Against that background, and with the appearance of Vista’s successor, now would be a useful time to ponder how such campaigns should be waged in the future. Is this focus on negativity a useful way to go about things? If so, should the FSF be preparing a BadOffice site, or BadWindows 7 site, or are their better targets? If not, might it be more effective to adopt a more subtle approach, creating targeted resources for journalists so that they can present the other side? Any views?

Coverage in the news of “Windows 7″ (mythical software) outnumbered that of “Vista” by a factor of about 5 the last time I checked (on Sunday). This means that Microsoft follows its own guidebooks.

“In the face of strong competition, Evangelism’s focus may shift immediately to the next version of the same technology, however. Indeed, Phase 1 (Evangelism Starts) for version x+1 may start as soon as this Final Release of version X.”

Microsoft, internal document [PDF]

“Microsoft looks at new ideas, they don’t evaluate whether the idea will move the industry forward, they ask, ‘how will it help us sell more copies of Windows?’”

Bill Gates, The Seattle Weekly, (April 30, 1998)

Fraud, Embargo and Slump at Microsoft Partners in India

Posted in Asia, Finance, Fraud, Microsoft at 10:20 am by Dr. Roy Schestowitz

Satyam, Wipro and Infosys, respectively

Police line

THE NEWS from India is may change things very quickly. Microsoft is not well positioned to end up on top of the deep recession, by its very own admission (October 2008). Many people already know that Windows revenue fell and the company is entering debt [1, 2, 3, 4, 5]. 10 years ago, a Microsoft insider blew the whistle on his employer, showing financial fraud. Microsoft paid him $4 million to keep quiet and bury the evidence.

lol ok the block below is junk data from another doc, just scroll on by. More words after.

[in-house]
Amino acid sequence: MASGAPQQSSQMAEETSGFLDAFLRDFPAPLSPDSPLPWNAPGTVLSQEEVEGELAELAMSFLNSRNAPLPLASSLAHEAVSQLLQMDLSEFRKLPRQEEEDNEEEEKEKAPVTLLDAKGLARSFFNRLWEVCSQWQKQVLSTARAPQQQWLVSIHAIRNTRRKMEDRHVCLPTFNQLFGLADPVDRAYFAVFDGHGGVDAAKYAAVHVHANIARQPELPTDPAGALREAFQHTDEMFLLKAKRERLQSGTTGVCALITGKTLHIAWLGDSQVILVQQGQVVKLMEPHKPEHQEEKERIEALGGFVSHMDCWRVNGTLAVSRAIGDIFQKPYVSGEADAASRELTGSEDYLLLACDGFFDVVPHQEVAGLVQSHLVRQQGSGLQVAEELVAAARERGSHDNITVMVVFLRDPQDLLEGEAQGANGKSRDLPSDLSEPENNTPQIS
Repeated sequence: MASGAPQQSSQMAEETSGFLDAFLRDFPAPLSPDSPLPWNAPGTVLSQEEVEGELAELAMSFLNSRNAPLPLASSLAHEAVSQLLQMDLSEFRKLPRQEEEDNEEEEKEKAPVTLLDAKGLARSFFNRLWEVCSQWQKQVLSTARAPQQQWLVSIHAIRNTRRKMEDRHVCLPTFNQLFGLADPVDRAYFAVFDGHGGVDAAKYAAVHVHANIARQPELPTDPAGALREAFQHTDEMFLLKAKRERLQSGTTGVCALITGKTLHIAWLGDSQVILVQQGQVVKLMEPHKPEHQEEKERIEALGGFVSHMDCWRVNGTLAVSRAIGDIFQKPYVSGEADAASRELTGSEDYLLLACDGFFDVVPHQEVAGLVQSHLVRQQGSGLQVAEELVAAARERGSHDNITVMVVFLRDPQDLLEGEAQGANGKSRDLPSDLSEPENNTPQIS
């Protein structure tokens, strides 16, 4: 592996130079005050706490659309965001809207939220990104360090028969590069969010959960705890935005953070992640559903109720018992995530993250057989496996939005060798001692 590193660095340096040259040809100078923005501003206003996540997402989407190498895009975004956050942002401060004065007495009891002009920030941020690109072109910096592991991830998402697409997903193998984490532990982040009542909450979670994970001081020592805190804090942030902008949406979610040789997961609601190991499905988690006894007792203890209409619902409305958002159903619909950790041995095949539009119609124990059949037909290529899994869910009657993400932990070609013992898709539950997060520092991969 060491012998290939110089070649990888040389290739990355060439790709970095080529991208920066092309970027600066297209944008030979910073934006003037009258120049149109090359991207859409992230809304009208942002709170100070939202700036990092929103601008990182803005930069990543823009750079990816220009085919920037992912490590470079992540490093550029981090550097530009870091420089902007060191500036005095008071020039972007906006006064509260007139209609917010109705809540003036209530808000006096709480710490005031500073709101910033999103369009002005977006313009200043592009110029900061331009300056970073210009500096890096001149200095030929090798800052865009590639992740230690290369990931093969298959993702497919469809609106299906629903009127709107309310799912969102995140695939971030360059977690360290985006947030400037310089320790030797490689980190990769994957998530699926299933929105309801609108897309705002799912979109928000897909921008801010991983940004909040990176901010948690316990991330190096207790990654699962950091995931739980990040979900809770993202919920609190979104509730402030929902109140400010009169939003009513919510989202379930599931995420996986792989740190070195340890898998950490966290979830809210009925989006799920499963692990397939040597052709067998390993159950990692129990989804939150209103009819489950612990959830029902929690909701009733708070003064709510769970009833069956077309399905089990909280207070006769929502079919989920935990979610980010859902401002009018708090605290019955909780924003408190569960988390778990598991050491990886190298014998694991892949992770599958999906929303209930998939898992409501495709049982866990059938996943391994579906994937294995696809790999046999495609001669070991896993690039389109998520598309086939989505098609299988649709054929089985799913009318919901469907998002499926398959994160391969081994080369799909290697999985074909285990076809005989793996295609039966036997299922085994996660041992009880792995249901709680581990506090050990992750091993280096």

“Microsoft’s partners in India show signs of corruption at the moment.”Microsoft is under investigation again (for financial misconduct that’s alleged) and it’s really just a needle in a haystack [1, 2, 3, 4, 5]. Novell has its share of things to hide too [1, 2, 3], but that’s another story.

Microsoft’s partners in India show signs of corruption at the moment. For those who don’t recall, Microsoft may have gone as far as bribing Indian charities and it was accused of looting the nation along with its Indian partners.

Wipro happens to be one of these accomplices. It helps Microsoft fight GNU/Linux and it also helps in a variety of other ways [1, 2, 3, 4, 5], including involvement in the OOXML corruptions.

Well, guess what? Wipro has just been banned for malpractice.

The World Bank has revealed the full list of companies banned for bidding for future contracts because of alleged malpractice.

Is anyone surprised?

This comes just days after another Microsoft partner* got caught for massive fraud because it could not keep up appearances anymore. That would be Satyam, which also benefited from Microsoft's visa swindle (c.f. Abramoff-Microsoft connections for details). Anyway, here is the latest about Satyam:

Engulfed by a fraud scandal and its very existence under threat, services group Satyam has had three new members on a newly constituted board forced on it by the Indian Ministry of Corporate Affairs.

Another troubled Microsoft partner from India, as first realised in last night’s English-speaking news, is Infosys.

Faced with a tough business environment, Infosys Technologies, India’s second largest outsourcer, again lowered its dollar revenue forecast for the company’s fiscal year ending March 31.